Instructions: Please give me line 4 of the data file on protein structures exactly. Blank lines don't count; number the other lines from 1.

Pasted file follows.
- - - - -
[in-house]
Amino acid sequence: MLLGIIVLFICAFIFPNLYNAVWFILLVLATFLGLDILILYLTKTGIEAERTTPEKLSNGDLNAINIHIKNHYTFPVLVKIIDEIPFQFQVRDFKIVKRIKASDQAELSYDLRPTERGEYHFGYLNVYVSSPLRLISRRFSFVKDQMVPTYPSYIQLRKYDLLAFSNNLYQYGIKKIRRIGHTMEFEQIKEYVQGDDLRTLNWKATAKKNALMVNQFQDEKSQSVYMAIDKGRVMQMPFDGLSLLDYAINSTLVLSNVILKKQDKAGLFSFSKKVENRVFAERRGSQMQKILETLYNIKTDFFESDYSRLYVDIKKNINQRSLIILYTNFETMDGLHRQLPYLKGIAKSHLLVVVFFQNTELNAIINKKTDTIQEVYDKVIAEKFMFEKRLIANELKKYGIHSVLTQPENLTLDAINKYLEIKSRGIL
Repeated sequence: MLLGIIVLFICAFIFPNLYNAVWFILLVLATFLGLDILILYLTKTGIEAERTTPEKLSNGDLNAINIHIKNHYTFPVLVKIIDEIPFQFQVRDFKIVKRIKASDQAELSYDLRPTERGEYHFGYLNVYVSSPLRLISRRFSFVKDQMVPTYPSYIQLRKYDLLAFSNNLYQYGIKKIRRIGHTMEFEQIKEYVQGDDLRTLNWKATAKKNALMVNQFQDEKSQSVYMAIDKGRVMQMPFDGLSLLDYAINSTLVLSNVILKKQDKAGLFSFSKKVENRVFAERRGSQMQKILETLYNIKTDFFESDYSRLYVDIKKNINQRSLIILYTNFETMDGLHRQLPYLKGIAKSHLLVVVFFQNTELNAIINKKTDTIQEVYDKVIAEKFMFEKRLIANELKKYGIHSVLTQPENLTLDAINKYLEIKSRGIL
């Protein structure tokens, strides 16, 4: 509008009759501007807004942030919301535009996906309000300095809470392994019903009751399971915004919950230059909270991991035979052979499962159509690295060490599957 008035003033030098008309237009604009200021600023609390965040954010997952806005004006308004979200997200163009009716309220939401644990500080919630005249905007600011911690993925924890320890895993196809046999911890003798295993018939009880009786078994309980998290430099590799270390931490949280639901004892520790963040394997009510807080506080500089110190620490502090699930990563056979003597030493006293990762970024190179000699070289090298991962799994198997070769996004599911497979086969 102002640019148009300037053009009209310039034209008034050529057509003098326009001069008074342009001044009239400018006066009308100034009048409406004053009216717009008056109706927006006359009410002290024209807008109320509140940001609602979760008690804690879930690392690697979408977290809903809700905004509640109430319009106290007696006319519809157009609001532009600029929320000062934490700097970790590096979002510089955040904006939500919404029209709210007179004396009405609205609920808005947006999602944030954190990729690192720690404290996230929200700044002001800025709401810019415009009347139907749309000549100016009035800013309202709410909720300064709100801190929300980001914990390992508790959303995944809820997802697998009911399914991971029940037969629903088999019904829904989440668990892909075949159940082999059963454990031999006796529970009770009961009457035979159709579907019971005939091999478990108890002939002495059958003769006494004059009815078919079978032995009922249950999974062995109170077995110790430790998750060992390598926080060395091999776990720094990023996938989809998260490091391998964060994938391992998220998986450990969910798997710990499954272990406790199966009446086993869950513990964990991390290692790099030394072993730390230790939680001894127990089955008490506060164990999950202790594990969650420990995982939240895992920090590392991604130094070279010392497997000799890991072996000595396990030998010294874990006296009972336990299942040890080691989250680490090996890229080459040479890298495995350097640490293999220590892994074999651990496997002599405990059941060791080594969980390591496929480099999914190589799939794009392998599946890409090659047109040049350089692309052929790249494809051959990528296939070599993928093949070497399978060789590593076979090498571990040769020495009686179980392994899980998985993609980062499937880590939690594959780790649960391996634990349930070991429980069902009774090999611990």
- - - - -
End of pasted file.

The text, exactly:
């Protein structure tokens, strides 16, 4: 509008009759501007807004942030919301535009996906309000300095809470392994019903009751399971915004919950230059909270991991035979052979499962159509690295060490599957 008035003033030098008309237009604009200021600023609390965040954010997952806005004006308004979200997200163009009716309220939401644990500080919630005249905007600011911690993925924890320890895993196809046999911890003798295993018939009880009786078994309980998290430099590799270390931490949280639901004892520790963040394997009510807080506080500089110190620490502090699930990563056979003597030493006293990762970024190179000699070289090298991962799994198997070769996004599911497979086969 102002640019148009300037053009009209310039034209008034050529057509003098326009001069008074342009001044009239400018006066009308100034009048409406004053009216717009008056109706927006006359009410002290024209807008109320509140940001609602979760008690804690879930690392690697979408977290809903809700905004509640109430319009106290007696006319519809157009609001532009600029929320000062934490700097970790590096979002510089955040904006939500919404029209709210007179004396009405609205609920808005947006999602944030954190990729690192720690404290996230929200700044002001800025709401810019415009009347139907749309000549100016009035800013309202709410909720300064709100801190929300980001914990390992508790959303995944809820997802697998009911399914991971029940037969629903088999019904829904989440668990892909075949159940082999059963454990031999006796529970009770009961009457035979159709579907019971005939091999478990108890002939002495059958003769006494004059009815078919079978032995009922249950999974062995109170077995110790430790998750060992390598926080060395091999776990720094990023996938989809998260490091391998964060994938391992998220998986450990969910798997710990499954272990406790199966009446086993869950513990964990991390290692790099030394072993730390230790939680001894127990089955008490506060164990999950202790594990969650420990995982939240895992920090590392991604130094070279010392497997000799890991072996000595396990030998010294874990006296009972336990299942040890080691989250680490090996890229080459040479890298495995350097640490293999220590892994074999651990496997002599405990059941060791080594969980390591496929480099999914190589799939794009392998599946890409090659047109040049350089692309052929790249494809051959990528296939070599993928093949070497399978060789590593076979090498571990040769020495009686179980392994899980998985993609980062499937880590939690594959780790649960391996634990349930070991429980069902009774090999611990």